How to sort the two change points in a longitudinal model?

Dear Stan community,

I have a two change points binary longitudinal model and I would like to make sure the change point 2 (cp[2]) is later than change point 1 (cp[1]). Does anyone one know how to do this?

The model is:

p[i] <-  c0 + c1 * (X[i]-cp[1]) + c2 * (X[i]-cp[1]) * step(X[i]-cp[1]) + c3 * (X[i]-cp[2]) * step(X[i]-cp[2]) ;

I have set the prior of ‘cptemp’ follows the uniform distribution for some period of time and the ‘cp’ variable might link to the ‘cptemp’ such as using cp[1] = min(cptemp) and cp[2]=max(cptemp) or cp[1:2] ← sort_asc(cptemp), but I do not know where to put them and I got some errors for them.

    for (k in 1:2){
	 cptemp[k] ~ uniform(0.07,21.45);		

Or should I set some rule of the ‘cp’ variable ?

The full code is below:

// Binary long model for PA+
  data {
    // Define variables in data
    // Number of observations (an integer)
    int N;
    // Number of individual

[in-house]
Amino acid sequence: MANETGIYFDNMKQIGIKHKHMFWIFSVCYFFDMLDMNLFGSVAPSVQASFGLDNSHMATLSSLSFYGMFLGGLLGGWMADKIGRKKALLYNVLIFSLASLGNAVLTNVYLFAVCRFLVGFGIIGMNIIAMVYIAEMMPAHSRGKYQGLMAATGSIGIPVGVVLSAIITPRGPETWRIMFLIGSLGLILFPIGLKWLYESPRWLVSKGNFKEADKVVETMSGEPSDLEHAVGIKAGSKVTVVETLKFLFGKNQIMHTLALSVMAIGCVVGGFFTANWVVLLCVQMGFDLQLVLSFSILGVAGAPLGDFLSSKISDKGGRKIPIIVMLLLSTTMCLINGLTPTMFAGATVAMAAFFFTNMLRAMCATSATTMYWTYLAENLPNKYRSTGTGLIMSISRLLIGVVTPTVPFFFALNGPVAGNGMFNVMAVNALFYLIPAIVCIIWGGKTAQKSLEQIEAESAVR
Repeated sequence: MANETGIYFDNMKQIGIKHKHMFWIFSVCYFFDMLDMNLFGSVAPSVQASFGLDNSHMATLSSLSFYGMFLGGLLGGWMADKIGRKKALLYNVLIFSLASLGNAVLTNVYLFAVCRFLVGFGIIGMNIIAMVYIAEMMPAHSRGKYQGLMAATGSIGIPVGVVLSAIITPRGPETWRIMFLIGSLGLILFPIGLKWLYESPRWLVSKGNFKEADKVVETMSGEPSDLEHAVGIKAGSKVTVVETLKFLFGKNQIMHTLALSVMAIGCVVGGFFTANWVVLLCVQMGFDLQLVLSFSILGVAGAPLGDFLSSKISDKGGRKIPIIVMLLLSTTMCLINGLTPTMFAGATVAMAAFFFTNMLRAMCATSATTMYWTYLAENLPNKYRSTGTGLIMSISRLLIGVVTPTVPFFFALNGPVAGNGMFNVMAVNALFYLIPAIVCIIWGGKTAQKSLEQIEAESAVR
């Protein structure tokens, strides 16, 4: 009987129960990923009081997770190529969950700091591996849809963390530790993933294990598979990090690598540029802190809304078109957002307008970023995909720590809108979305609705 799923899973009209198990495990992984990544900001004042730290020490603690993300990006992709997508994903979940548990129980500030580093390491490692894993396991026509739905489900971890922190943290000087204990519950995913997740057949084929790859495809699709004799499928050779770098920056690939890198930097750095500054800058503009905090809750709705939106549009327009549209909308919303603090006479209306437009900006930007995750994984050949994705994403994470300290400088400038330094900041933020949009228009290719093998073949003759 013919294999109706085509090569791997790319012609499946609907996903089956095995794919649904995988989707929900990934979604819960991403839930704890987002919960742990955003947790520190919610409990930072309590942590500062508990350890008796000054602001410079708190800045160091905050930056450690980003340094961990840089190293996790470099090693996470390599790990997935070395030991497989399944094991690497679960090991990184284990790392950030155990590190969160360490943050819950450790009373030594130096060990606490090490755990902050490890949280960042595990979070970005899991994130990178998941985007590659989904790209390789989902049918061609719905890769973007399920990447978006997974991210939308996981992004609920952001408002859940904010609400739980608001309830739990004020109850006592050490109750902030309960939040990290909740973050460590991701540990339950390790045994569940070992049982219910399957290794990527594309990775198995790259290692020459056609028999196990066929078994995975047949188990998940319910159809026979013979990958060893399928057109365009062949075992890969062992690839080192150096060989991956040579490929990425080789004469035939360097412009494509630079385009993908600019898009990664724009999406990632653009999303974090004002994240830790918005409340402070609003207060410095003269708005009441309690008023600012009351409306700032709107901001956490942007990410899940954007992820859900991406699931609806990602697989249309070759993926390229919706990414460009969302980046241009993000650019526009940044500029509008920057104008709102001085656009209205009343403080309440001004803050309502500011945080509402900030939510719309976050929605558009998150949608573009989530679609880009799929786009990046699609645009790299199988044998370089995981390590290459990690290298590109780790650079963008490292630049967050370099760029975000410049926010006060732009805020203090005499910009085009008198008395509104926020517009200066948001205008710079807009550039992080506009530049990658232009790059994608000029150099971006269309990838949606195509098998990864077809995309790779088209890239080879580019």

int M;

    // Covariates
    int X[N];
    int num[N];
    // Outcome
    int Y[N];
  parameters {
    // Define parameters to estimate
    real c0;
    real c1;
    real c2;
    real c3;
    real cp[2];
    real cptemp[2];
    real s[N];
    real u[N];
    real ga;
    real sig[2];
  transformed parameters  {
    real p[N];
    for(i in 1:N){ 
       p[i] <-  c0 + c1 * (X[i]-cp[1]) + c2 * (X[i]-cp[1]) * step(X[i]-cp[1]) + c3 * (X[i]-cp[2]) * step(X[i]-cp[2]) + ga*s[num[i]] + u[num[i]];
   model {
    // Prior part of Bayesian inference
    c0 ~ normal(0,10000);
    c1 ~ normal(0,10000);
    c2 ~ normal(0,10000);	
    c3 ~ normal(0,10000);	
    sig[1] ~ uniform(0,100);
    sig[2] ~ uniform(0,100);
    for(i in 1:M){ 
         u[i] ~ normal(0,sig[1]);
         s[i] ~ normal(0,sig[2]);
    ga ~ normal(0,10000);

    for (k in 1:2){
	 cptemp[k] ~ uniform(0.07,21.45);		

   Y ~ bernoulli_logit(p);

Could you please help? Thanks a lot!

You could consider defining cp as an ordered vector?

What about defining change point 2 as change point 1 plus some positively-constrained value, i.e.

cp[2] <- cp[1] + cp_diff

And depending on your knowledge of the change points, you could use a log-transformation to force cp_diff to be positive, or just a prior with a zero lower bound.